So another Good Friday without my favourite football team still offered up a contest- could Happenings compete with and defeat the sights of Birmingham, as seen from the M6? The Blue Note gang would be represented by the Crips and Bloods, Birmingham by the Peaky Blinders!
First up, Aquarian Moon, starting as a distant Birmingham skyline comes into sight on my approach from the south. The track has an air of expectancy and excitement and fits with my delight at reaching a significant landmark on a long slow journey. OK, so the Birmingham skyline palls by comparison to New York or even locally to Liverpool’s Three Graces but the tune holds its own. It’s still an early draw in the battle for my attention.
Bouquet is quiet and reflective but it is up against the architectural brutalism of Fort Dunlop. Midway through the first half and Birmingham strikes. One nil to the City of Birmingham!
Rojo has a bit of Latin life stirring and manages to see off Spaghetti Junction and Villa Park (despite a few good visits there to semi-finals back in the pre- New Wembley FA Cup days). Bobby, as fine a striker as you would expect a man with multiple mallets to be, has equalised and it is one all- with everything to play for. A YouTube clip follows:
Click or touch the arrow to play.
Maiden Voyage is up against the climb to the Perry Bar interchange. Both bore me and one is seriously over-rated in my opinion. At one all, we are stuck, veering towards a tedious stalemate.
Head Start plays as I drive down the hill. It is up against mid-table opposition from a distant IKEA and the life and optimism of the music wins through by a narrow margin to find the net. The deadlock is broken. Two-one to the boy from Blue Note!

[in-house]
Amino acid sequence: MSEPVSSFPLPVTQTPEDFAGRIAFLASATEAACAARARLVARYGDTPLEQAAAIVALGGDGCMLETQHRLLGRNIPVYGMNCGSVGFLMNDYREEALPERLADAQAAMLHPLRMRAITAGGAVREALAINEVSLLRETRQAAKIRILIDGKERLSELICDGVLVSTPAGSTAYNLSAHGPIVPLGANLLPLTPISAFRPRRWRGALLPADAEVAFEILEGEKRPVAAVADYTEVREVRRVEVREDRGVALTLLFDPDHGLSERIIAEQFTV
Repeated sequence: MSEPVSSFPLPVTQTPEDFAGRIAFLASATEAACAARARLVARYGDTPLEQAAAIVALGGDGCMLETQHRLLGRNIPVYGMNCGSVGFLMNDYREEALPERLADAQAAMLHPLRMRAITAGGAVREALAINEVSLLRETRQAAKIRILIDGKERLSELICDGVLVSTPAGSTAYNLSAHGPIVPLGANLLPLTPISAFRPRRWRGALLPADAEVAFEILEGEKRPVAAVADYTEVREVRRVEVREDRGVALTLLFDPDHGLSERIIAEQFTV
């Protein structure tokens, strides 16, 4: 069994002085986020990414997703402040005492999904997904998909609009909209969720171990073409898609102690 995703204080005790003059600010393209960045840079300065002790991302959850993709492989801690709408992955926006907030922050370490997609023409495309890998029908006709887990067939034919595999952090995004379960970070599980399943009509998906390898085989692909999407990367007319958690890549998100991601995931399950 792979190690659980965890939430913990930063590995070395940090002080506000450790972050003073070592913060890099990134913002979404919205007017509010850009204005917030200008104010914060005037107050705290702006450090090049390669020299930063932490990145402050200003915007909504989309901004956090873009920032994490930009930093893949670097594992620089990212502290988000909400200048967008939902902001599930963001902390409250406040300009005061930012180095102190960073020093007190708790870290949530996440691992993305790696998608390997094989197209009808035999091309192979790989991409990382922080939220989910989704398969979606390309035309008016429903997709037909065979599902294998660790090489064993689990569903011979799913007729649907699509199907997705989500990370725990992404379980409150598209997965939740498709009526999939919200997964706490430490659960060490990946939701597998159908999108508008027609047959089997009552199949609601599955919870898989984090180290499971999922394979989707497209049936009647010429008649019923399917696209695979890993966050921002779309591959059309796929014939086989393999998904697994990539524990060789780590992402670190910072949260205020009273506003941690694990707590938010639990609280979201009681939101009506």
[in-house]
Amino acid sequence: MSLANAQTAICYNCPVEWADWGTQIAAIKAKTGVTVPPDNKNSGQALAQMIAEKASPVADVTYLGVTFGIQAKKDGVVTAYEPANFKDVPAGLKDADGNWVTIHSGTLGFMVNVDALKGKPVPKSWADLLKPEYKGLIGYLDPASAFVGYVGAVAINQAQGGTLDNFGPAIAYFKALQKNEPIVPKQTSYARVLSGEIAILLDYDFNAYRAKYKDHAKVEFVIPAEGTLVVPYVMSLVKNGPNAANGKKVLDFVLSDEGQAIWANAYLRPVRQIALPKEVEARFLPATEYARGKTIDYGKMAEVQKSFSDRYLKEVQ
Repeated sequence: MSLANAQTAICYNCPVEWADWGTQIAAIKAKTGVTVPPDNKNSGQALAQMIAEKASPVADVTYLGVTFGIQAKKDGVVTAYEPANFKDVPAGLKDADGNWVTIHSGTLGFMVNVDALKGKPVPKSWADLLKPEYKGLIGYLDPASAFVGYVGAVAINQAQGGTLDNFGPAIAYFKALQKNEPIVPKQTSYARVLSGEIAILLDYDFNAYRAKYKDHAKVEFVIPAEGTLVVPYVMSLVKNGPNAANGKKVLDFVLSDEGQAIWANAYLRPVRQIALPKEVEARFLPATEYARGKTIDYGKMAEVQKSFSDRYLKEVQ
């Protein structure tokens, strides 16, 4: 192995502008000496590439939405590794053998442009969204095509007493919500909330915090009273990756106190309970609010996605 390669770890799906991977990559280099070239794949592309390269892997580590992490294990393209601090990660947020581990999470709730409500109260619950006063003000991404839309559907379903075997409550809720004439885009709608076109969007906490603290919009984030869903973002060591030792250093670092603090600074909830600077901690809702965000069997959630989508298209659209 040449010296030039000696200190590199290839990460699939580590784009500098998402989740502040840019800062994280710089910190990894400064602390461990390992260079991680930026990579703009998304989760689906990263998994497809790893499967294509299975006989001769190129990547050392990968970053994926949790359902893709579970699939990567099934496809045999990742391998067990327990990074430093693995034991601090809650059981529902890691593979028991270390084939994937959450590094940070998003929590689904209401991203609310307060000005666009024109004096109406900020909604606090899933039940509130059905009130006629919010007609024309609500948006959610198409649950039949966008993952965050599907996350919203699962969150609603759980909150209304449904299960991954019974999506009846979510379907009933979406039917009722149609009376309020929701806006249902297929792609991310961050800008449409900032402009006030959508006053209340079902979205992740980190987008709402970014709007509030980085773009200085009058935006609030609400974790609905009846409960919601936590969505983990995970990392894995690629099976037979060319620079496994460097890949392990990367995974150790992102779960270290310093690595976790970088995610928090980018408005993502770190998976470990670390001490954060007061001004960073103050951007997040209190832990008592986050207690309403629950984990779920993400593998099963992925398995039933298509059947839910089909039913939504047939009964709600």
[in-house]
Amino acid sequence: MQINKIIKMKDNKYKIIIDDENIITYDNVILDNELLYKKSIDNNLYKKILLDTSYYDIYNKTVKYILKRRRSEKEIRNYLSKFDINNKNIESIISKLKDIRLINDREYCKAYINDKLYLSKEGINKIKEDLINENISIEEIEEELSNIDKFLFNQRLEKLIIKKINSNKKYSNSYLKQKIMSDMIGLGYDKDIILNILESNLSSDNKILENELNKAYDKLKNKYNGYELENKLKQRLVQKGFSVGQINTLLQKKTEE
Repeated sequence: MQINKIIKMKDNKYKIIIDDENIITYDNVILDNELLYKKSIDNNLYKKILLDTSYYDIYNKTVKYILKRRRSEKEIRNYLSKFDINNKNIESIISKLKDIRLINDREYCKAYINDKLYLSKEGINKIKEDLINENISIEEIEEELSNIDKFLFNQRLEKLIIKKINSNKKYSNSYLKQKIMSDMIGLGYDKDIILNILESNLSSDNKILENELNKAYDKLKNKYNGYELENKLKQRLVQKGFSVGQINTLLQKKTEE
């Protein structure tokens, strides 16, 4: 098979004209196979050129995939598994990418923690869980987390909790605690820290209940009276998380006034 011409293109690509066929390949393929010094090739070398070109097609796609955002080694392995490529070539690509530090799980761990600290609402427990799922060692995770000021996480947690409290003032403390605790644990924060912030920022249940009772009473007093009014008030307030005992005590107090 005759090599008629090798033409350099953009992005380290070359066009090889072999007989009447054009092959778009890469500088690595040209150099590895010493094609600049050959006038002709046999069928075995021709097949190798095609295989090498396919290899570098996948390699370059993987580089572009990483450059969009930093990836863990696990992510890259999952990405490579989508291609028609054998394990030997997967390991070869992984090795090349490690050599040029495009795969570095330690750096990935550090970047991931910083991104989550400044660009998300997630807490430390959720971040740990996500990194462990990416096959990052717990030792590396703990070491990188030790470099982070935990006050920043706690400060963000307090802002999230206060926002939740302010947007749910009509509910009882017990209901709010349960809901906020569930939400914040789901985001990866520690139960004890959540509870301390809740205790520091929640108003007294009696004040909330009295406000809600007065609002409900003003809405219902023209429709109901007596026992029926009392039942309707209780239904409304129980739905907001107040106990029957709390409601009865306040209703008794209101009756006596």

Well into the second half and Hutcherson’s underwhelming ballad When You Are Near just does enough in defence against a distant Brownhills and motorway signs informing me of long delays through Staffordshire.
Into the last seven minutes of the match with Hutcherson holding a narrow advantage. However, the crash bang percussive avant-gardism of The Omen annoys the referee (me). Metropolitan Birmingham get a late penalty. Hilton Park Services steps up to wrong foot Hutcherson who clearly has his mind on other things.
So there you have it. The game for my attention between Bobby Hutcherson and the Bank Holiday drag along the M6 ends up in an uninspiring score draw (two all).
I will have one more go with Bobby Hutcherson when I can get hold of a fairly priced copy of The Kicker, which can be a little hard to find. In the meantime, I can’t speak too highly of Hutcherson’s contribution to Mode For Joe and he is excellent on Grant Green’s Idle Moments too. However, if you are unfamiliar with his work, he may be a better squad player than an automatic selection for your collection. He is still going strong as a performer, currently working with David Sanborn and Joey DeFrancesco and, if I’m not mistaken, may be joining them for a late summer gig at Ronnie Scott’s. If I go, it had better be incognito for fear of my flippancy being rewarded with a sharp rap on the napper with a vibes mallet. The Reid Miles cover photo and design is great, by the way.